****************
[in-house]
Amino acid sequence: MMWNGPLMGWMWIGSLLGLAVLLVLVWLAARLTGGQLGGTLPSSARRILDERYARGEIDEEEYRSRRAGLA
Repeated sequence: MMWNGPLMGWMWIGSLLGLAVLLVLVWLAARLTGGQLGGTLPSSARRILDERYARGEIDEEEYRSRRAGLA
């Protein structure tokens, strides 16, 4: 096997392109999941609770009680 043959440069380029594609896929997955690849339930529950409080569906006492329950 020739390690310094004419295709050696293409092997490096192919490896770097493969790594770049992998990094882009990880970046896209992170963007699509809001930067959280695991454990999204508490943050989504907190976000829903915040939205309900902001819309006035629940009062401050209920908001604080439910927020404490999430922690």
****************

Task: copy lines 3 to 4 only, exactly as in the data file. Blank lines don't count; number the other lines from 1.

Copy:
Repeated sequence: MMWNGPLMGWMWIGSLLGLAVLLVLVWLAARLTGGQLGGTLPSSARRILDERYARGEIDEEEYRSRRAGLA
């Protein structure tokens, strides 16, 4: 096997392109999941609770009680 043959440069380029594609896929997955690849339930529950409080569906006492329950 020739390690310094004419295709050696293409092997490096192919490896770097493969790594770049992998990094882009990880970046896209992170963007699509809001930067959280695991454990999204508490943050989504907190976000829903915040939205309900902001819309006035629940009062401050209920908001604080439910927020404490999430922690």